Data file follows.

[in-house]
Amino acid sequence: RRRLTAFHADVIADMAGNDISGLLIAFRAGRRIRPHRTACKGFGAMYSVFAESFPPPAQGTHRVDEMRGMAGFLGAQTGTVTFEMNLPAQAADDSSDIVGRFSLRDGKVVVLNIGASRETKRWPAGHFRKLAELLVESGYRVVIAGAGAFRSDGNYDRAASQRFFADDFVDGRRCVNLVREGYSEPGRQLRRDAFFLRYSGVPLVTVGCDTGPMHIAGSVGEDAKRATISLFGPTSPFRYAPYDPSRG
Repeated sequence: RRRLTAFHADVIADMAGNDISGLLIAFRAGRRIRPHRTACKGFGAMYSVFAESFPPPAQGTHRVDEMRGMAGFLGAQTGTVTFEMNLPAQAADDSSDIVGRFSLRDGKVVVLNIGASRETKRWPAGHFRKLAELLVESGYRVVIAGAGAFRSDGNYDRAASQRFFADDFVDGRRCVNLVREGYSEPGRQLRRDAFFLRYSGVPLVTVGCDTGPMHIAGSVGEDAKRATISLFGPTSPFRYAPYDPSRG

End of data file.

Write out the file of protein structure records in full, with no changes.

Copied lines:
[in-house]
Amino acid sequence: RRRLTAFHADVIADMAGNDISGLLIAFRAGRRIRPHRTACKGFGAMYSVFAESFPPPAQGTHRVDEMRGMAGFLGAQTGTVTFEMNLPAQAADDSSDIVGRFSLRDGKVVVLNIGASRETKRWPAGHFRKLAELLVESGYRVVIAGAGAFRSDGNYDRAASQRFFADDFVDGRRCVNLVREGYSEPGRQLRRDAFFLRYSGVPLVTVGCDTGPMHIAGSVGEDAKRATISLFGPTSPFRYAPYDPSRG
Repeated sequence: RRRLTAFHADVIADMAGNDISGLLIAFRAGRRIRPHRTACKGFGAMYSVFAESFPPPAQGTHRVDEMRGMAGFLGAQTGTVTFEMNLPAQAADDSSDIVGRFSLRDGKVVVLNIGASRETKRWPAGHFRKLAELLVESGYRVVIAGAGAFRSDGNYDRAASQRFFADDFVDGRRCVNLVREGYSEPGRQLRRDAFFLRYSGVPLVTVGCDTGPMHIAGSVGEDAKRATISLFGPTSPFRYAPYDPSRG